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Dry California river bed.   By National Oceanic and Atmospheric Administration, via Wikimedia Commons

All water is local.

For that reason, we do not see the hundreds of headlines about shortages, contamination and related issues that are daily spread across news sites such as The Plain Dealer of Cleveland, Ohio, the Times News of Twins Falls Idaho, the Cape Coral Daily Breeze of Cape Coral, Florida, the Kingston Daily Freeman of Kingston, NY, the Bakersfield Californian, and the Arizona Republic, or the AzerNews of Azerbaijan, the Times of India and

These few sources were returned in a narrow Google News search for “water shortage,” which yielded approximately 200 news stories from the past week.  Hundreds more appear if you add “pollution,” “spills,” “beach closures,” “drinking water,” and similar terms. There are hundreds of additional stories not even “selected and ranked” by Google computers. If we all shared the same water supply, or the same news source, we would read or hear about water every day.

Despite the age of our environmental statutes, and the common challenges water use poses, relatively little water innovation has been implemented across the US population in the four decades since the passage of our major water laws. As the smattering of one week’s stories suggests, 20th century approaches are not a match for 21 century problems, despite the hundreds of water plans and thousands of water regulations that federal, state and local agencies administer.

Following is a very brief, representative list of links from the past week about water shortages and pollution in the U.S. Leading the list is California, where a devastating drought is making daily headlines. Do a search of your own. You are bound to find a water issue nearby.

California Drought: Communities at Risk of Running Dry
San Francisco Chronicle, January 29, 2014

It is a bleak roadmap of the deepening crisis brought on by one of California’s worst droughts – a list of 17 communities and water districts that within 100 days could run dry of the state’s most precious commodity.

The threatened towns and districts, identified this week by state health officials, are mostly small and in rural areas. They get their water in a variety of ways, from reservoirs to wells to rivers. But, in all cases, a largely rainless winter has left their supplies near empty.  More . . .


12 Utah Counties Designated Primary Natural Disaster Areas Due to Water Shortage
Fox 13 News, Salt Lake City, January 14, 2014

HURRICANE, Utah – It’s still early in the year, but water district directors in southern Utah say unless things change, they’re predicting a drought worse than what has been seen in years past

The Washington County Water Conservancy District said water levels are currently at around 60 percent of normal. Despite an early winter storm that dropped several inches, the mountains are looking bare.  More . . .


Boyd County, KY Declares State of Emergency Due to Water Shortage
WOWK TV, January 30, 2014

A state of emergency has been declared for all of Boyd County, KY.

According to Boyd County Emergency Management, this is due to a water shortage throughout the county. The City of Ashland says a boil water advisory is in affect for all water users until further notice.  More . . .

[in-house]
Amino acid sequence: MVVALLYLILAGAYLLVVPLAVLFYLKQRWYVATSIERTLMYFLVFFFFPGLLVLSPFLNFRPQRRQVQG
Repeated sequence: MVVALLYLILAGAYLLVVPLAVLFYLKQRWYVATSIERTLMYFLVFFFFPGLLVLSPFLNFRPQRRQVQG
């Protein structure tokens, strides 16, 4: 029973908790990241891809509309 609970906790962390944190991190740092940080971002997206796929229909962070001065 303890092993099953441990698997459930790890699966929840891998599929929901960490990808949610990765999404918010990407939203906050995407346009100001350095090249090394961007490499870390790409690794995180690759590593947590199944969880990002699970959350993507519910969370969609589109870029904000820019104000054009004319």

Drought Worsens in Arizona, Rest of Southwest
Tucson News Now, January 30,2014

Here in Tucson we depend on groundwater and the Central Arizona Project. That’s Colorado River water. However, when you’ve had drought conditions for more than a decade, something has got to give.

The latest U.S. Drought Monitor map shows that 36 percent of Arizona is in severe drought. Three months ago it was 14 percent.  More . . .


Inside City’s Water Tanks, Layers of Neglect
The New York Times, January 27, 2014

[I]nside these rustic-looking vessels, there are often thick layers of muddy sediment. Many have not been cleaned or inspected in years. And regulations governing water tanks are rarely enforced, an examination by The New York Times shows.

Even some that are routinely maintained contain E. coli, a bacterium that is used by public health officials to predict the presence of viruses, bacteria and parasites that can cause disease.  More . . .


Experts Warn “Flushing” May not Have Worked
West Virginia Gazette, January 29, 2014

CHARLESTON, W.Va. — The “flushing” recommended by the Tomblin administration and West Virginia American Water might not have effectively eliminated Crude MCHM and other toxic chemicals from plumbing systems in homes and businesses, experts are warning.

MCHM from the Jan. 9 Freedom Industries leak into the Elk River might be stuck inside pipes and hot-water tanks, and experts are concerned that the chemical also could be breaking down into other toxic materials that have yet to be fully identified.  More . . .


New study: Babies Near Gas Wells More Likely to Have Birth Defects
Environmental Health News, January 31, 2014

EarthDesk Note: Though EHN is a national news service, this story has thus far gone mostly unnoticed by the regular media. It is centered on Colorado with implications for the fracking controversy.

Researchers from the Colorado School of Public Health analyzed birth defects among nearly 125,000 births in Colorado towns with fewer than 50,000 people between 1996 and 2009, examining how close the mothers lived to natural gas wells.

Babies born to mothers living in areas with the highest density of wells – more than 125 wells per mile – were more than twice as likely to have neural tube defects than those living with no wells within a 10-mile radius, according to the study published Tuesday.  More . . .